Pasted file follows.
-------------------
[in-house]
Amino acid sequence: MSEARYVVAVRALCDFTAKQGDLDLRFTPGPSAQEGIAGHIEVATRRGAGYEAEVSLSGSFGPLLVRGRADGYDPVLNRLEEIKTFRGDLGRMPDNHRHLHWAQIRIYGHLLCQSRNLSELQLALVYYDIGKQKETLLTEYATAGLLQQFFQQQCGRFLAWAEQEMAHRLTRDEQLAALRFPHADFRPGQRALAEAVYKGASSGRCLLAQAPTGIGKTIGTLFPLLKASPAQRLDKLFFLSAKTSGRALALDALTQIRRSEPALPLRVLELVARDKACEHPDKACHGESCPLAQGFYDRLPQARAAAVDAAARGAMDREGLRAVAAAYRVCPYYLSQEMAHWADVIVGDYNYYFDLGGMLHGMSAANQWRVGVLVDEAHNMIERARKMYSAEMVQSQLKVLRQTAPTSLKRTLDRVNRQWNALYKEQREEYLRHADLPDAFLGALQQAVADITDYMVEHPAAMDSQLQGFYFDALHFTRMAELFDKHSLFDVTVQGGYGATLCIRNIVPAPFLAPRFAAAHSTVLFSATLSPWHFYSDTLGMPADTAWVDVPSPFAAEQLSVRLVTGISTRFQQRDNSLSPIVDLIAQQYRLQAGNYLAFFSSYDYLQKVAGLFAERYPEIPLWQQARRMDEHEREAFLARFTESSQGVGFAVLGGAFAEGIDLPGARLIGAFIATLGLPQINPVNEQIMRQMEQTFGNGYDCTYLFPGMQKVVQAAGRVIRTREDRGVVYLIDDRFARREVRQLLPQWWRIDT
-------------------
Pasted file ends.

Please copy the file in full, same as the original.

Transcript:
[in-house]
Amino acid sequence: MSEARYVVAVRALCDFTAKQGDLDLRFTPGPSAQEGIAGHIEVATRRGAGYEAEVSLSGSFGPLLVRGRADGYDPVLNRLEEIKTFRGDLGRMPDNHRHLHWAQIRIYGHLLCQSRNLSELQLALVYYDIGKQKETLLTEYATAGLLQQFFQQQCGRFLAWAEQEMAHRLTRDEQLAALRFPHADFRPGQRALAEAVYKGASSGRCLLAQAPTGIGKTIGTLFPLLKASPAQRLDKLFFLSAKTSGRALALDALTQIRRSEPALPLRVLELVARDKACEHPDKACHGESCPLAQGFYDRLPQARAAAVDAAARGAMDREGLRAVAAAYRVCPYYLSQEMAHWADVIVGDYNYYFDLGGMLHGMSAANQWRVGVLVDEAHNMIERARKMYSAEMVQSQLKVLRQTAPTSLKRTLDRVNRQWNALYKEQREEYLRHADLPDAFLGALQQAVADITDYMVEHPAAMDSQLQGFYFDALHFTRMAELFDKHSLFDVTVQGGYGATLCIRNIVPAPFLAPRFAAAHSTVLFSATLSPWHFYSDTLGMPADTAWVDVPSPFAAEQLSVRLVTGISTRFQQRDNSLSPIVDLIAQQYRLQAGNYLAFFSSYDYLQKVAGLFAERYPEIPLWQQARRMDEHEREAFLARFTESSQGVGFAVLGGAFAEGIDLPGARLIGAFIATLGLPQINPVNEQIMRQMEQTFGNGYDCTYLFPGMQKVVQAAGRVIRTREDRGVVYLIDDRFARREVRQLLPQWWRIDT